1 STATE OF MICHIGAN COURT OF APPEALS JEFFREY JOHN CARSON, Plaintiff-Appellee, UNPUBLISHED April 15, 2014 v No Ingham Circuit Court HOME OWNERS INSURANCE COMPANY, LC No NF Defendant-Appellant. Before: OWENS, P.J., and MURRAY and RIORDAN, JJ. PER CURIAM. In this action under the no-fault act, MCL et seq., we consider the appeal of defendant, Home Owners Insurance Company, as on leave granted pursuant to a remand order from our Supreme Court. 1 Defendant appeals the trial court s denial of its motion for partial summary disposition as to plaintiff s claim for personal protection insurance (PIP) benefits for injuries he sustained in a motor vehicle accident. For the reasons set forth below, we reverse. Plaintiff was involved in a motor vehicle accident on September 6, 2009, in Las Vegas, Nevada, where he was living at the time. Plaintiff was driving a 2006 Lexus RX330 that he had obtained from his mother, Cynthia Carson, around August 16, 2009, after she shipped it from Michigan. Ms. Carson still maintained insurance on the vehicle with defendant at the time of the accident. Ms. Carson testified that she allowed plaintiff to borrow the vehicle due to his onset of financial difficulties, but it was her intent that he would return the vehicle to her after he no longer needed it. Plaintiff understood that he was only borrowing the vehicle and he would have to return it at his mother s request. To register the vehicle in Nevada, plaintiff needed proof of insurance in Nevada. See Nev Rev Stat Ann, Plaintiff indicated that he asked his mother to send him the title to the vehicle so that he could register it in Nevada. Per his request, Ms. Carson executed a title assignment to plaintiff, listing herself as the lienholder. The assignment, however, left the date of sale and sale price lines blank. Thereafter, plaintiff registered the vehicle in Nevada, and obtained insurance coverage from State Farm Mutual Automobile Insurance Company. 1 Carson v Home Owners Ins Co, 494 Mich 859; 830 NW2d 771 (2013). -1-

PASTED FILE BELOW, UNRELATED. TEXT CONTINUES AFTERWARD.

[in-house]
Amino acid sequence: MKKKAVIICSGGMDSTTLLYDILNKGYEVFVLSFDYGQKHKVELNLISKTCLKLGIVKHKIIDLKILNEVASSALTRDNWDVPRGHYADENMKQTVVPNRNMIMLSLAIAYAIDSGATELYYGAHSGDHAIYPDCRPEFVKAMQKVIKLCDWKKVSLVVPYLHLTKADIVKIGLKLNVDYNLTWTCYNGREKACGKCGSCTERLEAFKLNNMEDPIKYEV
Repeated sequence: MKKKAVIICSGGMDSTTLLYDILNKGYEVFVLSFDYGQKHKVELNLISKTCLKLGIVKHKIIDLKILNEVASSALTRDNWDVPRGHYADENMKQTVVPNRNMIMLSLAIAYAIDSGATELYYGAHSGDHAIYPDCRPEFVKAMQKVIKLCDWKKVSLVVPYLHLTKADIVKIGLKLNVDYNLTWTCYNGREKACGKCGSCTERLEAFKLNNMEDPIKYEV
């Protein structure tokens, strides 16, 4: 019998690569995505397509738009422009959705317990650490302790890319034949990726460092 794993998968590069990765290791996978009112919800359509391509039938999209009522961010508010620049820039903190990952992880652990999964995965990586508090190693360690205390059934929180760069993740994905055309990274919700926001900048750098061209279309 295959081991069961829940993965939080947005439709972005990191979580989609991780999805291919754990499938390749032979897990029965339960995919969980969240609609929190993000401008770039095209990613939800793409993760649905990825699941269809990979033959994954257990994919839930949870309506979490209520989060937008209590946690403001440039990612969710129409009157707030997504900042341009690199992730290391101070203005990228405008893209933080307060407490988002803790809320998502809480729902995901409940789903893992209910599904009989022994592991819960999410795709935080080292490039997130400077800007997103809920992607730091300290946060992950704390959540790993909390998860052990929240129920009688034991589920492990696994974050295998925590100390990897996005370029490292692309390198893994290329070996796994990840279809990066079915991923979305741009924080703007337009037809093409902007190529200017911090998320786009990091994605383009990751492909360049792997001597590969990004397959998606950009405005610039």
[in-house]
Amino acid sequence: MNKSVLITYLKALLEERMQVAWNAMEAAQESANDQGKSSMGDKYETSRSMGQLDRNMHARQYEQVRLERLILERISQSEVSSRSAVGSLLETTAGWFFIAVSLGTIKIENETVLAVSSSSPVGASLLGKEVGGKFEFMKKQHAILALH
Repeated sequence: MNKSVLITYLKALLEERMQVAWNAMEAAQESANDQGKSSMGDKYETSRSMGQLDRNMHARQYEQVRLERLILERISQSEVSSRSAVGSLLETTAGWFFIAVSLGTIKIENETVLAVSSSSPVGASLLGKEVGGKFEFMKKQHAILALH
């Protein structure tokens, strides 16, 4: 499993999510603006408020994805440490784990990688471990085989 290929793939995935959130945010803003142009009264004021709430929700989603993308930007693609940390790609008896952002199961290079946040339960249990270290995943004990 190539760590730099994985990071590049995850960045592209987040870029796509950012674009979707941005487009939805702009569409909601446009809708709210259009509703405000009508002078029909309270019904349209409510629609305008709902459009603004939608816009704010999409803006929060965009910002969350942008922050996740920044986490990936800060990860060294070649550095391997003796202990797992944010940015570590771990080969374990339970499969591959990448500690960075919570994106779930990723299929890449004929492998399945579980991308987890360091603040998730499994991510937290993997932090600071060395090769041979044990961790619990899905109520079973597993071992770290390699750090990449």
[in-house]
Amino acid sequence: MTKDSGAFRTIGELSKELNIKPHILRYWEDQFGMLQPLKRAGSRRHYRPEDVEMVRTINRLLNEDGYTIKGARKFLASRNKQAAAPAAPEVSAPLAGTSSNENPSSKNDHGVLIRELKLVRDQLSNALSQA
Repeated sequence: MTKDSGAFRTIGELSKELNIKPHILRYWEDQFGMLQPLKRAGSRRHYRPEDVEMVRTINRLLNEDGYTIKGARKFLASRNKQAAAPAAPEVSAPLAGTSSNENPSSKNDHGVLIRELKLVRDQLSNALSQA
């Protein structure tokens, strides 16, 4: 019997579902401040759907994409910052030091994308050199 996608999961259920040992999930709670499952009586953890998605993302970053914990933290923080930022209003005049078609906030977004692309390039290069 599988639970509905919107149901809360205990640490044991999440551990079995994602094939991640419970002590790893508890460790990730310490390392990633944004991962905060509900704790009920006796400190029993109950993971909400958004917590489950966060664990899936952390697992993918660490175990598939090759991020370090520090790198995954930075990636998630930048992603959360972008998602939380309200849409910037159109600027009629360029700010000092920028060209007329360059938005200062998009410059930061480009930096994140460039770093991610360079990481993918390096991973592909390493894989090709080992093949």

2 According to Ms. Carson, she informed her insurance agent that she had sent the vehicle to Nevada for her son to borrow. As of May 12, 2010, the Michigan Secretary of State still listed Carson as holding title to the vehicle. Because Ms. Carson was listed as the lienholder, following the accident, State Farm paid collision damages to her after totaling the vehicle. Plaintiff s health insurer paid his medical bills. Plaintiff sought to recover PIP benefits and uninsured motorist benefits from defendant. Defendant moved for partial summary disposition as to the claim for PIP benefits, arguing that Ms. Carson was neither the owner nor registrant of the vehicle at the time of the accident, and there was no legal requirement that she maintain coverage on the vehicle. Plaintiff responded that the ability to purchase PIP coverage did not hinge on whether the vehicle was registered in Michigan. The trial court agreed and denied defendant s motion. The trial court found that title of the vehicle did not transfer to plaintiff, and therefore, Ms. Carson had the ability as an owner to maintain the PIP policy, under which plaintiff was entitled to benefits as the occupant of the vehicle. On appeal, defendant argues that the trial court erred by denying partial summary disposition because plaintiff was not entitled to PIP benefits under the insurance policy for two reasons. First, the insurance policy only provided for the payment of PIP benefits when they are required by statute, and pursuant to MCL (1), no-fault insurance was not required for the vehicle because the vehicle was registered in Nevada and was not required to be registered in Michigan. Second, PIP benefits were not required under the policy, because pursuant to MCL , Ms. Carson was not an owner of the vehicle. We review de novo a trial court s decision on a motion for summary disposition and its interpretation of contractual language. Westfield Ins Co v Ken s Service, 295 Mich App 610, 615; 815 NW2d 786 (2012); Maiden v Rozwood, 461 Mich 109, 118; 597 NW2d 817 (1999). Maiden explains: A motion under MCR 2.116(C)(10) tests the factual sufficiency of the complaint. In evaluating a motion for summary disposition brought under this subsection, a trial court considers affidavits, pleadings, depositions, admissions, and other evidence submitted by the parties, in the light most favorable to the party opposing the motion. Where the proffered evidence fails to establish a genuine issue regarding any material fact, the moving party is entitled to judgment as a matter of law. [Id. at 120 (citations omitted).] There is a genuine issue of material fact when reasonable minds could differ on an issue after viewing the record in the light most favorable to the nonmoving party. Allison v AEW Capital Mgt, LLP, 481 Mich 419, 425; 751 NW2d 8 (2008). Resolution of this appeal requires us to interpret both the relevant statutory language and the language of Ms. Carson s insurance policy through defendant. The primary goal when construing a statute is to ascertain and give effect to the intent of the Legislature. When determining the Legislature s intent, this Court must first look to the statute s specific language. Judicial construction is -2-